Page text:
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BBC: ‘Today Will Be Different’.

Hellooo! With my new job, I’m actually allowed to take a lunch hour (imagine that!) and since I get off work at 5 instead of 5:30, I’ve had so much more time to read for the book club! It’s really the small things in life, isn’t it?

The latest read for the book club is one I had on my Fall Reading List, and I actually got it for Christmas! Ever since Maria Semple blew me away with her debut novel, “Where’d You Go, Bernadette?” I couldn’t wait to read something else by her.

That’s why I couldn’t wait for the release of “Today Will Be Different“, although when I went to look up reviews for the book, I saw she indeed had released another book without my knowing – so that shows how on top of things I am.

PS. If you want to check out the book it’s called, “This One is Mine” and here’s the description: “Violet Parry is living the quintessential life of luxury in the Hollywood Hills with David, her rock-and-roll manager husband, and her darling toddler, Dot. She has the perfect life–except that she’s deeply unhappy. David expects the world of Violet but gives little of himself in return. When she meets Teddy, a roguish small-time bass player, Violet comes alive, and soon she’s risking everything for the chance to find herself again. Also in the picture are David’s hilariously high-strung sister, Sally, on the prowl for a successful husband, and Jeremy, the ESPN sportscaster savant who falls into her trap. For all their recklessness, Violet and Sally will discover that David and Jeremy have a few surprises of their own. THIS ONE IS MINE is a compassionate and wickedly funny satire about our need for more–and the often disastrous choices we make in the name of happiness.”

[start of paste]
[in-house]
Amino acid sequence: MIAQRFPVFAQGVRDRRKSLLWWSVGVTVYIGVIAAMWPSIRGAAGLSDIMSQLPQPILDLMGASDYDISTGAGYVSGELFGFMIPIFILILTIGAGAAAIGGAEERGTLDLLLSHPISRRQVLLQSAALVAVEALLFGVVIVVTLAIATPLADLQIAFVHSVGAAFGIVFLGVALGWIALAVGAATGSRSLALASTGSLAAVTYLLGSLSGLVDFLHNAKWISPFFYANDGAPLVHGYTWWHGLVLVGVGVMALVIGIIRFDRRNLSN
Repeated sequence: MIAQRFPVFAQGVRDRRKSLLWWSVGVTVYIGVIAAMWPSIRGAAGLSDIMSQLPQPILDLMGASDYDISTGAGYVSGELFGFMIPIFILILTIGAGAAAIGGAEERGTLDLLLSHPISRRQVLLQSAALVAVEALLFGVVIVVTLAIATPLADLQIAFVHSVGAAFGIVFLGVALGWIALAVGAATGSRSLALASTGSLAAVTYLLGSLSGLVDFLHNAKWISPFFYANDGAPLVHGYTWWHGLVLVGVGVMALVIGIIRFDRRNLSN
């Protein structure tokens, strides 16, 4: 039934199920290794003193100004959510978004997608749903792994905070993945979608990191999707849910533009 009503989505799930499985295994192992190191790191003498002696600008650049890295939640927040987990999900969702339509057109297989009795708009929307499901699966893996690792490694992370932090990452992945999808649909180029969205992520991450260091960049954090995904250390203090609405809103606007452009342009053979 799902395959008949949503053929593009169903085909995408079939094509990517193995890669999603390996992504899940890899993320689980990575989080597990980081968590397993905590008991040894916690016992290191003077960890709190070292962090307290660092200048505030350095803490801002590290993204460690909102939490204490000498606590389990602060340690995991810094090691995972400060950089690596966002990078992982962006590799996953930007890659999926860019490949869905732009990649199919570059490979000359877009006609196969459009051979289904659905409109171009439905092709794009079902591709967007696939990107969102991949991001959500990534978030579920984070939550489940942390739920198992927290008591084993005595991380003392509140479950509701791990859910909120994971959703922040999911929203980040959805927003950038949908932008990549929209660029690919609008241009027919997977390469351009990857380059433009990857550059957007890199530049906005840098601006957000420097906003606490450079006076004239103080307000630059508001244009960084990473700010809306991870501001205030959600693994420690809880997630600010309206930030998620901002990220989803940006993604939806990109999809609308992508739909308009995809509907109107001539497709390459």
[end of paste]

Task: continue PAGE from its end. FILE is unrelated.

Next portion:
So anyway, back to “Today Will Be Different”, here’s the description from Amazon, “Eleanor knows she’s a mess. But today, she will tackle the little things. She will shower and get dressed. She will have her poetry and yoga lessons after dropping off her son, Timby. She won’t swear. She will initiate sex with her husband, Joe. But before she can put her modest plan into action-life happens. Today, it turns out, is the day Timby has decided to fake sick to weasel his way into his mother’s company. It’s also the day Joe has chosen to tell his office-but not Eleanor-that he’s on vacation. Just when it seems like things can’t go more awry, an encounter with a former colleague produces a graphic memoir whose dramatic tale threatens to reveal a buried family secret.

TODAY WILL BE DIFFERENT is a hilarious, heart-filled story about reinvention, sisterhood, and how sometimes it takes facing up to our former selves to truly begin living.”

One thing I’ll say right off the bat is that Maria Semple certainly has a knack for making her characters interesting, and at times, very funny in a way I haven’t seen before.

Buuut “Today Will Be Different” is… well, different. Sure, there are some parts where I was literally LOL-ing. But there are other parts of this book that are pretty serious – serious in a way I didn’t expect. I found a book review from The New York Times that explains this perfectly – that Semple won us all over with “Bernadette”, and then got serious in “Today”.